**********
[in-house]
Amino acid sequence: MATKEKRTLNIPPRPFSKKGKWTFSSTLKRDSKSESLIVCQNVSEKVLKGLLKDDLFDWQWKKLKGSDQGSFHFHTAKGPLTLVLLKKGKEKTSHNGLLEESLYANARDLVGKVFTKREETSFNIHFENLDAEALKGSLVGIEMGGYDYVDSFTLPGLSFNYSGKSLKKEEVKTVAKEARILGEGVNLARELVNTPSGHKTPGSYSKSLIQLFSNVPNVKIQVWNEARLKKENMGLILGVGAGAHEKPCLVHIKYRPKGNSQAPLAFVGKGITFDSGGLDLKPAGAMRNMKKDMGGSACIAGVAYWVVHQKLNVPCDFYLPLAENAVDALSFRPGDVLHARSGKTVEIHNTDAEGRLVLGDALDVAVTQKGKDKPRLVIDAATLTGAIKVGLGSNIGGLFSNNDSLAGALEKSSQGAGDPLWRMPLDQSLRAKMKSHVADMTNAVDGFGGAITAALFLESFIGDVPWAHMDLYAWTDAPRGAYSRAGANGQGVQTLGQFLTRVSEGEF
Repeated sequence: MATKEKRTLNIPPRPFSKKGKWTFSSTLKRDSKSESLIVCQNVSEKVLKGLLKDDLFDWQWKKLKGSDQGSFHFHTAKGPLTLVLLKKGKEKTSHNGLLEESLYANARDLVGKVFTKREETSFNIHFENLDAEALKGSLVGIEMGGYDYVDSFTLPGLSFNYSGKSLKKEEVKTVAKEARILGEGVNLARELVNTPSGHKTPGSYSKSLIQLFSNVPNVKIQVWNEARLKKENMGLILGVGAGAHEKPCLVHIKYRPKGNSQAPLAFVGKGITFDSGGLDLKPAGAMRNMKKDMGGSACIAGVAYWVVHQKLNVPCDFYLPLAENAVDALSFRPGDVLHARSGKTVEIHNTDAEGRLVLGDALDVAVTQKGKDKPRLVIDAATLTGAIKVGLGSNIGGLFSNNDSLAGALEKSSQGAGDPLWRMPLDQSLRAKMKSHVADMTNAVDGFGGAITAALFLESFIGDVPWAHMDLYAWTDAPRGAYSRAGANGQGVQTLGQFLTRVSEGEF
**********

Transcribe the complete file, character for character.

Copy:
[in-house]
Amino acid sequence: MATKEKRTLNIPPRPFSKKGKWTFSSTLKRDSKSESLIVCQNVSEKVLKGLLKDDLFDWQWKKLKGSDQGSFHFHTAKGPLTLVLLKKGKEKTSHNGLLEESLYANARDLVGKVFTKREETSFNIHFENLDAEALKGSLVGIEMGGYDYVDSFTLPGLSFNYSGKSLKKEEVKTVAKEARILGEGVNLARELVNTPSGHKTPGSYSKSLIQLFSNVPNVKIQVWNEARLKKENMGLILGVGAGAHEKPCLVHIKYRPKGNSQAPLAFVGKGITFDSGGLDLKPAGAMRNMKKDMGGSACIAGVAYWVVHQKLNVPCDFYLPLAENAVDALSFRPGDVLHARSGKTVEIHNTDAEGRLVLGDALDVAVTQKGKDKPRLVIDAATLTGAIKVGLGSNIGGLFSNNDSLAGALEKSSQGAGDPLWRMPLDQSLRAKMKSHVADMTNAVDGFGGAITAALFLESFIGDVPWAHMDLYAWTDAPRGAYSRAGANGQGVQTLGQFLTRVSEGEF
Repeated sequence: MATKEKRTLNIPPRPFSKKGKWTFSSTLKRDSKSESLIVCQNVSEKVLKGLLKDDLFDWQWKKLKGSDQGSFHFHTAKGPLTLVLLKKGKEKTSHNGLLEESLYANARDLVGKVFTKREETSFNIHFENLDAEALKGSLVGIEMGGYDYVDSFTLPGLSFNYSGKSLKKEEVKTVAKEARILGEGVNLARELVNTPSGHKTPGSYSKSLIQLFSNVPNVKIQVWNEARLKKENMGLILGVGAGAHEKPCLVHIKYRPKGNSQAPLAFVGKGITFDSGGLDLKPAGAMRNMKKDMGGSACIAGVAYWVVHQKLNVPCDFYLPLAENAVDALSFRPGDVLHARSGKTVEIHNTDAEGRLVLGDALDVAVTQKGKDKPRLVIDAATLTGAIKVGLGSNIGGLFSNNDSLAGALEKSSQGAGDPLWRMPLDQSLRAKMKSHVADMTNAVDGFGGAITAALFLESFIGDVPWAHMDLYAWTDAPRGAYSRAGANGQGVQTLGQFLTRVSEGEF